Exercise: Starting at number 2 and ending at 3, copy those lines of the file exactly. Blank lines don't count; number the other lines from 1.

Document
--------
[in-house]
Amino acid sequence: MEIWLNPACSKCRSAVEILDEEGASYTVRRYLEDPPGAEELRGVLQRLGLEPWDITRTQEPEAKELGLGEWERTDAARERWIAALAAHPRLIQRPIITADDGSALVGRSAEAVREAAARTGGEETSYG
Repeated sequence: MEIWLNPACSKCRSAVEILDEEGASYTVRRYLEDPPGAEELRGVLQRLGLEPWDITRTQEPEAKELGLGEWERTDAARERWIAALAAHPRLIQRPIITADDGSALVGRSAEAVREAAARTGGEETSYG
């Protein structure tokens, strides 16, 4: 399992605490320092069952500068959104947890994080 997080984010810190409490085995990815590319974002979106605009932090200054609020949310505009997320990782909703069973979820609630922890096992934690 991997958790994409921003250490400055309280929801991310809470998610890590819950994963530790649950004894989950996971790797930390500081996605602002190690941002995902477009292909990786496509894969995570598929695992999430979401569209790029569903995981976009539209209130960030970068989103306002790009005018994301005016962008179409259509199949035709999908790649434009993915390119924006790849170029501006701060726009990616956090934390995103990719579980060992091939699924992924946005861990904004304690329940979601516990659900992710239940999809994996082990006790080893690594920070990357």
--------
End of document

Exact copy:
Amino acid sequence: MEIWLNPACSKCRSAVEILDEEGASYTVRRYLEDPPGAEELRGVLQRLGLEPWDITRTQEPEAKELGLGEWERTDAARERWIAALAAHPRLIQRPIITADDGSALVGRSAEAVREAAARTGGEETSYG
Repeated sequence: MEIWLNPACSKCRSAVEILDEEGASYTVRRYLEDPPGAEELRGVLQRLGLEPWDITRTQEPEAKELGLGEWERTDAARERWIAALAAHPRLIQRPIITADDGSALVGRSAEAVREAAARTGGEETSYG